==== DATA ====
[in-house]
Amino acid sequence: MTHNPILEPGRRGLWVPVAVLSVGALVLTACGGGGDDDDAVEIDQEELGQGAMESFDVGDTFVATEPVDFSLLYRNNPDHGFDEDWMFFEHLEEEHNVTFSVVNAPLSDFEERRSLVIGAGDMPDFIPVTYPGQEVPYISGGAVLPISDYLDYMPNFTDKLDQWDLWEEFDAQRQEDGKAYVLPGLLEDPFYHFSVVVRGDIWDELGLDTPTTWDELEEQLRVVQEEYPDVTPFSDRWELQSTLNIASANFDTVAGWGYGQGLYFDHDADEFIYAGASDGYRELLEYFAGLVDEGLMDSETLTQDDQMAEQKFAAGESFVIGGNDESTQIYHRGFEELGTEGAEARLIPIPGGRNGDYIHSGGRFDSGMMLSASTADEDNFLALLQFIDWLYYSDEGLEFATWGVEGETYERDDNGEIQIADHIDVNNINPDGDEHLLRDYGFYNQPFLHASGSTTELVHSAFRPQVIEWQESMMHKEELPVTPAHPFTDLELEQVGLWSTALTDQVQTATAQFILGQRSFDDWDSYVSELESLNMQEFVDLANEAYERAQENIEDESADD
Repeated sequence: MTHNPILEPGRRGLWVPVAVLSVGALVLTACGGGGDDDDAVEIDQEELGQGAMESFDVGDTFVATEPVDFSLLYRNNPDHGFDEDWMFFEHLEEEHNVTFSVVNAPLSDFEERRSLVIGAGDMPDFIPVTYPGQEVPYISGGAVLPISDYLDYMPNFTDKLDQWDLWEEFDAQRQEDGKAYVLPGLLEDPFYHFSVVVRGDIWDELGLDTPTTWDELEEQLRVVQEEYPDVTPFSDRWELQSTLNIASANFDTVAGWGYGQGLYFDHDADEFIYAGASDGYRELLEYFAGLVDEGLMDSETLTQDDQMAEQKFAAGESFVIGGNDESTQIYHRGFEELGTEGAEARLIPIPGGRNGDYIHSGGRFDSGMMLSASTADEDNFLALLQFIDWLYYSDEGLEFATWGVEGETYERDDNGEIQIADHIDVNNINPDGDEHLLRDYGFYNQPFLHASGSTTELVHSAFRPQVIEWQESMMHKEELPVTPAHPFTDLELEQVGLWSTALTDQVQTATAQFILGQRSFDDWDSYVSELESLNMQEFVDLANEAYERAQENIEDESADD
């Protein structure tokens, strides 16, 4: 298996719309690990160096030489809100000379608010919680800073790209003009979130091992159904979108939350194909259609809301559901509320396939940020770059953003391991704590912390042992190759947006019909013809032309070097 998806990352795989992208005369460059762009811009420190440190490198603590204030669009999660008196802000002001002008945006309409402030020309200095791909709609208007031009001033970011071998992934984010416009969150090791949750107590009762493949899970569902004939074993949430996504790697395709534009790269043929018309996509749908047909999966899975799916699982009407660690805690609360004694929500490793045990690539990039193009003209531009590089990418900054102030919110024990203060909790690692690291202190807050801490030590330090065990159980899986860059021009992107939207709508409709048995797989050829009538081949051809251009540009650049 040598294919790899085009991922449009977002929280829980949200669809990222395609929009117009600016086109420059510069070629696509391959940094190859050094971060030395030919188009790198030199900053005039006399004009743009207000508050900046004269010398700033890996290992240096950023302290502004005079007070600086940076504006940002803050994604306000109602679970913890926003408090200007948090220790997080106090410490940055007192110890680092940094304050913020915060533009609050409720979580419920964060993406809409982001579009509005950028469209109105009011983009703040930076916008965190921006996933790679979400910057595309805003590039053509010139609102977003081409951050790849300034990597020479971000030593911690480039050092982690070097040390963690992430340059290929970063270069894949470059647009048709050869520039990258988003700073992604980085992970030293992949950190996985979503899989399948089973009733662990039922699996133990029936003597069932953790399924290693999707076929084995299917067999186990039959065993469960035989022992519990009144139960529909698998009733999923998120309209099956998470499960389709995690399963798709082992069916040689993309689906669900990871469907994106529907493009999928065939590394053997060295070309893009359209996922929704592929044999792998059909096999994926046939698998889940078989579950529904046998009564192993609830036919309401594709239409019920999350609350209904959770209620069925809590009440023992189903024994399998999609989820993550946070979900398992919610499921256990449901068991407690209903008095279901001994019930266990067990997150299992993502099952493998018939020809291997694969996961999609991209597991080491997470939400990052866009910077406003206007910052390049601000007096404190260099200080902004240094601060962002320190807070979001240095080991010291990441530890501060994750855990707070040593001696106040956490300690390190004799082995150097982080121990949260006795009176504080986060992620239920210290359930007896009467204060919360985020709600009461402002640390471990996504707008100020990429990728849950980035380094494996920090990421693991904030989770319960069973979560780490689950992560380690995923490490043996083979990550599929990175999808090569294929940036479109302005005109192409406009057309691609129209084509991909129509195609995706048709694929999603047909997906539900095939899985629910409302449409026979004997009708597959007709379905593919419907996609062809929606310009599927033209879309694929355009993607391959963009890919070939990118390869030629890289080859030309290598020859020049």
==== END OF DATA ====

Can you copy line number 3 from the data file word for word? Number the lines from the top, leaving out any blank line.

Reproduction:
Repeated sequence: MTHNPILEPGRRGLWVPVAVLSVGALVLTACGGGGDDDDAVEIDQEELGQGAMESFDVGDTFVATEPVDFSLLYRNNPDHGFDEDWMFFEHLEEEHNVTFSVVNAPLSDFEERRSLVIGAGDMPDFIPVTYPGQEVPYISGGAVLPISDYLDYMPNFTDKLDQWDLWEEFDAQRQEDGKAYVLPGLLEDPFYHFSVVVRGDIWDELGLDTPTTWDELEEQLRVVQEEYPDVTPFSDRWELQSTLNIASANFDTVAGWGYGQGLYFDHDADEFIYAGASDGYRELLEYFAGLVDEGLMDSETLTQDDQMAEQKFAAGESFVIGGNDESTQIYHRGFEELGTEGAEARLIPIPGGRNGDYIHSGGRFDSGMMLSASTADEDNFLALLQFIDWLYYSDEGLEFATWGVEGETYERDDNGEIQIADHIDVNNINPDGDEHLLRDYGFYNQPFLHASGSTTELVHSAFRPQVIEWQESMMHKEELPVTPAHPFTDLELEQVGLWSTALTDQVQTATAQFILGQRSFDDWDSYVSELESLNMQEFVDLANEAYERAQENIEDESADD